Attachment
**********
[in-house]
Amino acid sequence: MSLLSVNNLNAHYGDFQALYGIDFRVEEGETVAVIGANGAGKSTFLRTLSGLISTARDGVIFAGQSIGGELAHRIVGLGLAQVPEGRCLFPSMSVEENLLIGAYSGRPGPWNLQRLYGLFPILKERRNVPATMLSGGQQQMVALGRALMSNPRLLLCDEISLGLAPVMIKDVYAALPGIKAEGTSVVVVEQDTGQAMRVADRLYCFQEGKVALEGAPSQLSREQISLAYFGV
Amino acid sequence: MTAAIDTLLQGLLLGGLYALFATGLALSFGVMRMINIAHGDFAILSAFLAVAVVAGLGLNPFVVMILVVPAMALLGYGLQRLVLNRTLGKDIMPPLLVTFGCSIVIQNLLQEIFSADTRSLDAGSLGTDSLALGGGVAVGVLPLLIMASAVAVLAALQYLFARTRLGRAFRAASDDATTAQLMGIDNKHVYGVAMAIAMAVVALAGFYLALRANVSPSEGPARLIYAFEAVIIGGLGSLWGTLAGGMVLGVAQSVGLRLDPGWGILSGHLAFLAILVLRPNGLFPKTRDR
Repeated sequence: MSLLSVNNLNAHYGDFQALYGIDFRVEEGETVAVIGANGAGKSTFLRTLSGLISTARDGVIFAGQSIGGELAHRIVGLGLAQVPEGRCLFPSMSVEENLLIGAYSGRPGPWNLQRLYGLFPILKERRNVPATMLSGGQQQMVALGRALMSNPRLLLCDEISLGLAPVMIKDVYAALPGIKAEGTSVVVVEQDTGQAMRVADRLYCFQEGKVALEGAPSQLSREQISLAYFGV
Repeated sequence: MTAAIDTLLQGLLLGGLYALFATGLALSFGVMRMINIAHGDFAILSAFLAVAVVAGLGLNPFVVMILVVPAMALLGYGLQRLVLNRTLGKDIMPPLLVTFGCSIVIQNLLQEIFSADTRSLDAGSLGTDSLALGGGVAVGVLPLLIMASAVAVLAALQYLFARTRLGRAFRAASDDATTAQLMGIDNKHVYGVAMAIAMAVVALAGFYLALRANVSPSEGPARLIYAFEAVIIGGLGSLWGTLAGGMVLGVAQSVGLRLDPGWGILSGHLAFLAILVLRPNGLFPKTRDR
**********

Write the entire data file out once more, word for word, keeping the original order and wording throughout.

[in-house]
Amino acid sequence: MSLLSVNNLNAHYGDFQALYGIDFRVEEGETVAVIGANGAGKSTFLRTLSGLISTARDGVIFAGQSIGGELAHRIVGLGLAQVPEGRCLFPSMSVEENLLIGAYSGRPGPWNLQRLYGLFPILKERRNVPATMLSGGQQQMVALGRALMSNPRLLLCDEISLGLAPVMIKDVYAALPGIKAEGTSVVVVEQDTGQAMRVADRLYCFQEGKVALEGAPSQLSREQISLAYFGV
Amino acid sequence: MTAAIDTLLQGLLLGGLYALFATGLALSFGVMRMINIAHGDFAILSAFLAVAVVAGLGLNPFVVMILVVPAMALLGYGLQRLVLNRTLGKDIMPPLLVTFGCSIVIQNLLQEIFSADTRSLDAGSLGTDSLALGGGVAVGVLPLLIMASAVAVLAALQYLFARTRLGRAFRAASDDATTAQLMGIDNKHVYGVAMAIAMAVVALAGFYLALRANVSPSEGPARLIYAFEAVIIGGLGSLWGTLAGGMVLGVAQSVGLRLDPGWGILSGHLAFLAILVLRPNGLFPKTRDR
Repeated sequence: MSLLSVNNLNAHYGDFQALYGIDFRVEEGETVAVIGANGAGKSTFLRTLSGLISTARDGVIFAGQSIGGELAHRIVGLGLAQVPEGRCLFPSMSVEENLLIGAYSGRPGPWNLQRLYGLFPILKERRNVPATMLSGGQQQMVALGRALMSNPRLLLCDEISLGLAPVMIKDVYAALPGIKAEGTSVVVVEQDTGQAMRVADRLYCFQEGKVALEGAPSQLSREQISLAYFGV
Repeated sequence: MTAAIDTLLQGLLLGGLYALFATGLALSFGVMRMINIAHGDFAILSAFLAVAVVAGLGLNPFVVMILVVPAMALLGYGLQRLVLNRTLGKDIMPPLLVTFGCSIVIQNLLQEIFSADTRSLDAGSLGTDSLALGGGVAVGVLPLLIMASAVAVLAALQYLFARTRLGRAFRAASDDATTAQLMGIDNKHVYGVAMAIAMAVVALAGFYLALRANVSPSEGPARLIYAFEAVIIGGLGSLWGTLAGGMVLGVAQSVGLRLDPGWGILSGHLAFLAILVLRPNGLFPKTRDR